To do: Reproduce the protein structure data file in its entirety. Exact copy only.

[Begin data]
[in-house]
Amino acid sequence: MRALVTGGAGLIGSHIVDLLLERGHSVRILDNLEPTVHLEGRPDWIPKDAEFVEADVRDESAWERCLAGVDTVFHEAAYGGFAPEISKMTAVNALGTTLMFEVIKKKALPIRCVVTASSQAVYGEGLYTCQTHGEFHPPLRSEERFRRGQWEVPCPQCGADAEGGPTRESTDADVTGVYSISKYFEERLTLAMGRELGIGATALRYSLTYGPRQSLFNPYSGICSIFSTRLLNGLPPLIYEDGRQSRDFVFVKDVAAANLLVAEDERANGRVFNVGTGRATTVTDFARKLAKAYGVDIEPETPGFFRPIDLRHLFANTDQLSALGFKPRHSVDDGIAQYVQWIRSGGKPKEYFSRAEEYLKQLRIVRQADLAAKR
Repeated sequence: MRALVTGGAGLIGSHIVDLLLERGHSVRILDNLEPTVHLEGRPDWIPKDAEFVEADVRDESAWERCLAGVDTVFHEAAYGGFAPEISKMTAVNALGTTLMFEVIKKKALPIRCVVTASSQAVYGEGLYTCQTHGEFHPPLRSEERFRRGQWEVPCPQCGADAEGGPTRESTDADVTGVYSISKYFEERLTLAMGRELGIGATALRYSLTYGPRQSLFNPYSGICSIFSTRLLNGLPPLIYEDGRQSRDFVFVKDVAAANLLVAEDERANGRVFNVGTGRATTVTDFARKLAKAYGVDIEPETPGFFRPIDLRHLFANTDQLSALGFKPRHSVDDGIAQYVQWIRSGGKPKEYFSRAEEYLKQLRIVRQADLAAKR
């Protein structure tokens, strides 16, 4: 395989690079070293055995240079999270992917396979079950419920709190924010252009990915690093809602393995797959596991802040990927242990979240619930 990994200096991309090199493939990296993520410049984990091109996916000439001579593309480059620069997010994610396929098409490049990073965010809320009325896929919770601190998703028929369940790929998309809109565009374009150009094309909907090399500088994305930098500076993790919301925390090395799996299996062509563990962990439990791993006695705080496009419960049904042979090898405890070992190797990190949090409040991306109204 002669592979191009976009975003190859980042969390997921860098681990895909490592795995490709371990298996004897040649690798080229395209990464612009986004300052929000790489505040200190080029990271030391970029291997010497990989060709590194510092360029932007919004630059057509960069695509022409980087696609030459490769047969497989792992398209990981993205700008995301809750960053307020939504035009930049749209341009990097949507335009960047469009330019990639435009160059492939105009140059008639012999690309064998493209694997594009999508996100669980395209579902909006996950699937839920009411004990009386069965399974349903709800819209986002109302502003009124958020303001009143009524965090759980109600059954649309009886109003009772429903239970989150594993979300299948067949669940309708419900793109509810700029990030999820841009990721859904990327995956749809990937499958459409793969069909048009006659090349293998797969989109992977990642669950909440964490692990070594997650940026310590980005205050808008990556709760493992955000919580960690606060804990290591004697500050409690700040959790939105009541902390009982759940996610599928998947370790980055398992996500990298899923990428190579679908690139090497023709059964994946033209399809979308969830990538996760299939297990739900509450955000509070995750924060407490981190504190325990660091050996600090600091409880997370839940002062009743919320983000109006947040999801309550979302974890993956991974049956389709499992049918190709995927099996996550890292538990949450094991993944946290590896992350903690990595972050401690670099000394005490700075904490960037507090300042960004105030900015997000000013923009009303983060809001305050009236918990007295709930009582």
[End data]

[in-house]
Amino acid sequence: MRALVTGGAGLIGSHIVDLLLERGHSVRILDNLEPTVHLEGRPDWIPKDAEFVEADVRDESAWERCLAGVDTVFHEAAYGGFAPEISKMTAVNALGTTLMFEVIKKKALPIRCVVTASSQAVYGEGLYTCQTHGEFHPPLRSEERFRRGQWEVPCPQCGADAEGGPTRESTDADVTGVYSISKYFEERLTLAMGRELGIGATALRYSLTYGPRQSLFNPYSGICSIFSTRLLNGLPPLIYEDGRQSRDFVFVKDVAAANLLVAEDERANGRVFNVGTGRATTVTDFARKLAKAYGVDIEPETPGFFRPIDLRHLFANTDQLSALGFKPRHSVDDGIAQYVQWIRSGGKPKEYFSRAEEYLKQLRIVRQADLAAKR
Repeated sequence: MRALVTGGAGLIGSHIVDLLLERGHSVRILDNLEPTVHLEGRPDWIPKDAEFVEADVRDESAWERCLAGVDTVFHEAAYGGFAPEISKMTAVNALGTTLMFEVIKKKALPIRCVVTASSQAVYGEGLYTCQTHGEFHPPLRSEERFRRGQWEVPCPQCGADAEGGPTRESTDADVTGVYSISKYFEERLTLAMGRELGIGATALRYSLTYGPRQSLFNPYSGICSIFSTRLLNGLPPLIYEDGRQSRDFVFVKDVAAANLLVAEDERANGRVFNVGTGRATTVTDFARKLAKAYGVDIEPETPGFFRPIDLRHLFANTDQLSALGFKPRHSVDDGIAQYVQWIRSGGKPKEYFSRAEEYLKQLRIVRQADLAAKR
């Protein structure tokens, strides 16, 4: 395989690079070293055995240079999270992917396979079950419920709190924010252009990915690093809602393995797959596991802040990927242990979240619930 990994200096991309090199493939990296993520410049984990091109996916000439001579593309480059620069997010994610396929098409490049990073965010809320009325896929919770601190998703028929369940790929998309809109565009374009150009094309909907090399500088994305930098500076993790919301925390090395799996299996062509563990962990439990791993006695705080496009419960049904042979090898405890070992190797990190949090409040991306109204 002669592979191009976009975003190859980042969390997921860098681990895909490592795995490709371990298996004897040649690798080229395209990464612009986004300052929000790489505040200190080029990271030391970029291997010497990989060709590194510092360029932007919004630059057509960069695509022409980087696609030459490769047969497989792992398209990981993205700008995301809750960053307020939504035009930049749209341009990097949507335009960047469009330019990639435009160059492939105009140059008639012999690309064998493209694997594009999508996100669980395209579902909006996950699937839920009411004990009386069965399974349903709800819209986002109302502003009124958020303001009143009524965090759980109600059954649309009886109003009772429903239970989150594993979300299948067949669940309708419900793109509810700029990030999820841009990721859904990327995956749809990937499958459409793969069909048009006659090349293998797969989109992977990642669950909440964490692990070594997650940026310590980005205050808008990556709760493992955000919580960690606060804990290591004697500050409690700040959790939105009541902390009982759940996610599928998947370790980055398992996500990298899923990428190579679908690139090497023709059964994946033209399809979308969830990538996760299939297990739900509450955000509070995750924060407490981190504190325990660091050996600090600091409880997370839940002062009743919320983000109006947040999801309550979302974890993956991974049956389709499992049918190709995927099996996550890292538990949450094991993944946290590896992350903690990595972050401690670099000394005490700075904490960037507090300042960004105030900015997000000013923009009303983060809001305050009236918990007295709930009582």